Wednesday, December 11, 2013

Gerald Wilson's Nancy Jo: Overview Of Major Recordings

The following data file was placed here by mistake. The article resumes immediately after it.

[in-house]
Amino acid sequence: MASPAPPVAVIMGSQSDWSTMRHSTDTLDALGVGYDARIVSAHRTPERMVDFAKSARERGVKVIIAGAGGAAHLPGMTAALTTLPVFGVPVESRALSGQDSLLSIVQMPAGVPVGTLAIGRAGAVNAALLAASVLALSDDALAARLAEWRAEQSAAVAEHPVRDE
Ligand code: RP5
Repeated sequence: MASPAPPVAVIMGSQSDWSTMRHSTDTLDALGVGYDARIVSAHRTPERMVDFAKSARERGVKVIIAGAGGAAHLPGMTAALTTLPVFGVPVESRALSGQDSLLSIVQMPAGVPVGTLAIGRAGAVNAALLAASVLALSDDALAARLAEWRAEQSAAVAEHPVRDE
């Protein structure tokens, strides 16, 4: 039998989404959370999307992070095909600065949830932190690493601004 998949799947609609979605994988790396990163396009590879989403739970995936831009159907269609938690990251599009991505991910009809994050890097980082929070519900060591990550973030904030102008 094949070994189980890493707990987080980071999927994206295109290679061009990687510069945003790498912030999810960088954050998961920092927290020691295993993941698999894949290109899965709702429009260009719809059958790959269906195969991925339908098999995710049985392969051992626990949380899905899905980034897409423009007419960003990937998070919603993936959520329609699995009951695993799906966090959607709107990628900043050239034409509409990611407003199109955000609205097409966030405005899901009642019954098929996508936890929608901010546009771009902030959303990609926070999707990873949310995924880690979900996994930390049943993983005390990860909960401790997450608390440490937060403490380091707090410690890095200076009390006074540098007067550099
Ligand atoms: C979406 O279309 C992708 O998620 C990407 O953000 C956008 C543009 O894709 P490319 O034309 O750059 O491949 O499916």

Gerald Wilson wrote tunes named for each of his children, and Nancy Jo, of course, is one of his daughters. The original arrangement of this fast twelve-bar blues variation was recorded in 1962 on Wilson's album Moment Of Truth, which is one of his orchestra's classic “middle period” albums from the Pacific Jazz label; many consider this era to be the peak of his arranging and recording career. That is the arrangement that the Essentially Ellington program has issued this year, and that the Jazz At Lincoln Center Orchestra played during the Essentially Ellington 2013 evening concert. That said, Wilson has recorded this tune at least twice since then. Wilson's back catalogue includes a much faster 2003 recording from Wilson's New York New Sound, as well as a 1995 recording from Wilson's State Street Sweet. The 2003 recording features not only a faster tempo but also much-extended solo sections, which should suffice to make clear that neither the original pace nor the original solo sections are sacrosanct. The 1995 recording tears through the tune at the same breakneck speed, but does not open up the solo sections. Bear in mind that these are new, modern recordings from a man who was writing and arranging for the major big bands of the 1930's. The breadth and endurance of Wilson's career—which is still ongoing—is absolutely staggering.

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